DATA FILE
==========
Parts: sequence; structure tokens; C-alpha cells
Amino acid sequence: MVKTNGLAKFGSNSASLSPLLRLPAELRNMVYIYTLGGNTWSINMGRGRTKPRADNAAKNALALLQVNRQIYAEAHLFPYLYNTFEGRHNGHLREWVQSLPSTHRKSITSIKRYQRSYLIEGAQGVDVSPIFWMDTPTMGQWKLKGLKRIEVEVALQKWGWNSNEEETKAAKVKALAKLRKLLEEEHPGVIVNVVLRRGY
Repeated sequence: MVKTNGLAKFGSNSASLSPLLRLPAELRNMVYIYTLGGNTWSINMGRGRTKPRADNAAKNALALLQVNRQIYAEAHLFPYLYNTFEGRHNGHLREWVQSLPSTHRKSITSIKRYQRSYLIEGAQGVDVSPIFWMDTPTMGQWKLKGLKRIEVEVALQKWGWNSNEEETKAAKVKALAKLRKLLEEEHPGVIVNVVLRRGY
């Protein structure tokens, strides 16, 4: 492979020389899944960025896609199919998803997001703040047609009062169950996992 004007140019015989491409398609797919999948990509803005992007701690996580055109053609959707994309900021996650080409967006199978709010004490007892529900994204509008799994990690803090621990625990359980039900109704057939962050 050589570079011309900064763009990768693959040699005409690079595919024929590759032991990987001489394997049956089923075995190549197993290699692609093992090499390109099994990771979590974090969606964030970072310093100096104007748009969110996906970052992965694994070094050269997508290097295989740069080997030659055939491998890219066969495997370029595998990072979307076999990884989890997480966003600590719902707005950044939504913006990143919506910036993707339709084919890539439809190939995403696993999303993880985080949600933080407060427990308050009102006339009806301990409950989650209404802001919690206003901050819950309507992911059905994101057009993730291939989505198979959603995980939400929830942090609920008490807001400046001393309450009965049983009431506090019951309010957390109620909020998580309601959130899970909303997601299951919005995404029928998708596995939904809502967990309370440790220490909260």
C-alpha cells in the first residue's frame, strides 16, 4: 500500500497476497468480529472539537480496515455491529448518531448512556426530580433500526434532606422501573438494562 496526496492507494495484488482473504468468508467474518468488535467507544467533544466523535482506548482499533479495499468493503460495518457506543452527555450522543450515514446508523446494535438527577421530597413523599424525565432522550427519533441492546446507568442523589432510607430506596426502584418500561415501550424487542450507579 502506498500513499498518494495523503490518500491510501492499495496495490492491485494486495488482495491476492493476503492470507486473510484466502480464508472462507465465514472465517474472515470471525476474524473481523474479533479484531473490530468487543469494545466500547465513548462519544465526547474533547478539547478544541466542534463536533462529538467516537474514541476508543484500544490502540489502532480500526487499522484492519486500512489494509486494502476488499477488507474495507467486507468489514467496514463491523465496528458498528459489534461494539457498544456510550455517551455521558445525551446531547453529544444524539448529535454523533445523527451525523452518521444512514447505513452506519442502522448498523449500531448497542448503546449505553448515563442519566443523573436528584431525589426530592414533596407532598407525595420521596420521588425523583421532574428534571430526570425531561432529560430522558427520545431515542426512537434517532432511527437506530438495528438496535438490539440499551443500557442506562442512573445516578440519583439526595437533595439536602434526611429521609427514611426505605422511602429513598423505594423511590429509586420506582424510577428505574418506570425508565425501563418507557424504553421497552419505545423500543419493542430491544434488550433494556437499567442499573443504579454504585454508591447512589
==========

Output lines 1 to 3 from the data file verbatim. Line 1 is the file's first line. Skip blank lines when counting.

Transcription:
Parts: sequence; structure tokens; C-alpha cells
Amino acid sequence: MVKTNGLAKFGSNSASLSPLLRLPAELRNMVYIYTLGGNTWSINMGRGRTKPRADNAAKNALALLQVNRQIYAEAHLFPYLYNTFEGRHNGHLREWVQSLPSTHRKSITSIKRYQRSYLIEGAQGVDVSPIFWMDTPTMGQWKLKGLKRIEVEVALQKWGWNSNEEETKAAKVKALAKLRKLLEEEHPGVIVNVVLRRGY
Repeated sequence: MVKTNGLAKFGSNSASLSPLLRLPAELRNMVYIYTLGGNTWSINMGRGRTKPRADNAAKNALALLQVNRQIYAEAHLFPYLYNTFEGRHNGHLREWVQSLPSTHRKSITSIKRYQRSYLIEGAQGVDVSPIFWMDTPTMGQWKLKGLKRIEVEVALQKWGWNSNEEETKAAKVKALAKLRKLLEEEHPGVIVNVVLRRGY